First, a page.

Villin expression is frequently lost in poorly differentiated colon cancer.

Research paper by Diego D Arango, Sheren S Al-Obaidi, David S DS Williams, Higinio H Dopeso, Rocco R Mazzolini, Georgia G Corner, Do-Sun DS Byun, Azadeh A AA Carr, Carmel C Murone, Lars L Tögel, Nikolajs N Zeps, Lauri A LA Aaltonen, Barry B Iacopetta, John M JM Mariadason

Indexed on: 22 Feb '12Published on: 22 Feb '12Published in: The American Journal of Pathology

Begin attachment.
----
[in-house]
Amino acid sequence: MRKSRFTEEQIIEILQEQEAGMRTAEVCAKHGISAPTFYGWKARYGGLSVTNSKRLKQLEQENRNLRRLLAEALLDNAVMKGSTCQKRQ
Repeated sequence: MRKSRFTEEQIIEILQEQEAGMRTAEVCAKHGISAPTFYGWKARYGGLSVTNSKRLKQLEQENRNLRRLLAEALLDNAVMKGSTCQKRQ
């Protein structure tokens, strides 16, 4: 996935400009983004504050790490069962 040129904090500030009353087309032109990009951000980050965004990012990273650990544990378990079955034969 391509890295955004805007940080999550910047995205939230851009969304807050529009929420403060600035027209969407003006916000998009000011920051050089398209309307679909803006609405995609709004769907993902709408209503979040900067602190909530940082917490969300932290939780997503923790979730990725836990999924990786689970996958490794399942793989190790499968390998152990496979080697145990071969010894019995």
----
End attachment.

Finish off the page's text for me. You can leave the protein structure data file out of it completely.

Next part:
Colorectal cancers (CRCs) are classified as having microsatellite instability (MSI) or chromosomal instability (CIN); herein termed microsatellite stable (MSS). MSI colon cancers frequently display a poorly differentiated histology for which the molecular basis is not well understood. Gene expression and immunohistochemical profiling of MSS and MSI CRC cell lines and tumors revealed significant down-regulation of the intestinal-specific cytoskeletal protein villin in MSI colon cancer, with complete absence in 62% and 17% of MSI cell lines and tumors, respectively. Investigation of 577 CRCs linked loss of villin expression to poorly differentiated histology in MSI and MSS tumors. Furthermore, mislocalization of villin from the membrane was prognostic for poorer outcome in MSS patients. Loss of villin expression was not due to coding sequence mutations, epigenetic inactivation, or promoter mutation. Conversely, in transient transfection assays villin promoter activity reflected endogenous villin expression, suggesting transcriptional control. A screen of gut-specific transcription factors revealed a significant correlation between expression of villin and the homeobox transcription factor Cdx-1. Cdx-1 overexpression induced villin promoter activity, Cdx-1 knockdown down-regulated endogenous villin expression, and deletion of a key Cdx-binding site within the villin promoter attenuated promoter activity. Loss of Cdx-1 expression in CRC lines was associated with Cdx-1 promoter methylation. These findings demonstrate that loss of villin expression due to Cdx-1 loss is a feature of poorly differentiated CRCs.